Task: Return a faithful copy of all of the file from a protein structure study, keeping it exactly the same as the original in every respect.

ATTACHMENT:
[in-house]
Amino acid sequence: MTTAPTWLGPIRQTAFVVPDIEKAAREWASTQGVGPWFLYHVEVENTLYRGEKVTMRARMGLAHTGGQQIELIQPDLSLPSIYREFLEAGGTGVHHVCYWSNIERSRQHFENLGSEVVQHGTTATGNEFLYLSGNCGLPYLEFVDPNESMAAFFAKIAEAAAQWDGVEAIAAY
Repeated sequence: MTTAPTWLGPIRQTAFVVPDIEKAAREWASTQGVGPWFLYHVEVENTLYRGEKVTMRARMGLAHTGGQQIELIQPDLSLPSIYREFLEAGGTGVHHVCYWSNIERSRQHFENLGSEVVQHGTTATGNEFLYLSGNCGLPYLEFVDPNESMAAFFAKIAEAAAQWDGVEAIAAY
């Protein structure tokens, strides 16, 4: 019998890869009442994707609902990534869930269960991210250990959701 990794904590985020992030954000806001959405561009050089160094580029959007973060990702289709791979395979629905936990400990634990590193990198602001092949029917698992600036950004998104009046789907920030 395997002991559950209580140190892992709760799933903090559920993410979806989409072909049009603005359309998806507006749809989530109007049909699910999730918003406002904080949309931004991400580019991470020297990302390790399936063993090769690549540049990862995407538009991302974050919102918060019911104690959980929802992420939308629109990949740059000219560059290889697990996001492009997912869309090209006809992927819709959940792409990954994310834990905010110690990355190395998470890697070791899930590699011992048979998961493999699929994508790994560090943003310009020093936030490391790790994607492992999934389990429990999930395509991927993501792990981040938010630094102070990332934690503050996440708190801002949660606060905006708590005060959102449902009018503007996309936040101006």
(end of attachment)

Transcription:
[in-house]
Amino acid sequence: MTTAPTWLGPIRQTAFVVPDIEKAAREWASTQGVGPWFLYHVEVENTLYRGEKVTMRARMGLAHTGGQQIELIQPDLSLPSIYREFLEAGGTGVHHVCYWSNIERSRQHFENLGSEVVQHGTTATGNEFLYLSGNCGLPYLEFVDPNESMAAFFAKIAEAAAQWDGVEAIAAY
Repeated sequence: MTTAPTWLGPIRQTAFVVPDIEKAAREWASTQGVGPWFLYHVEVENTLYRGEKVTMRARMGLAHTGGQQIELIQPDLSLPSIYREFLEAGGTGVHHVCYWSNIERSRQHFENLGSEVVQHGTTATGNEFLYLSGNCGLPYLEFVDPNESMAAFFAKIAEAAAQWDGVEAIAAY
């Protein structure tokens, strides 16, 4: 019998890869009442994707609902990534869930269960991210250990959701 990794904590985020992030954000806001959405561009050089160094580029959007973060990702289709791979395979629905936990400990634990590193990198602001092949029917698992600036950004998104009046789907920030 395997002991559950209580140190892992709760799933903090559920993410979806989409072909049009603005359309998806507006749809989530109007049909699910999730918003406002904080949309931004991400580019991470020297990302390790399936063993090769690549540049990862995407538009991302974050919102918060019911104690959980929802992420939308629109990949740059000219560059290889697990996001492009997912869309090209006809992927819709959940792409990954994310834990905010110690990355190395998470890697070791899930590699011992048979998961493999699929994508790994560090943003310009020093936030490391790790994607492992999934389990429990999930395509991927993501792990981040938010630094102070990332934690503050996440708190801002949660606060905006708590005060959102449902009018503007996309936040101006």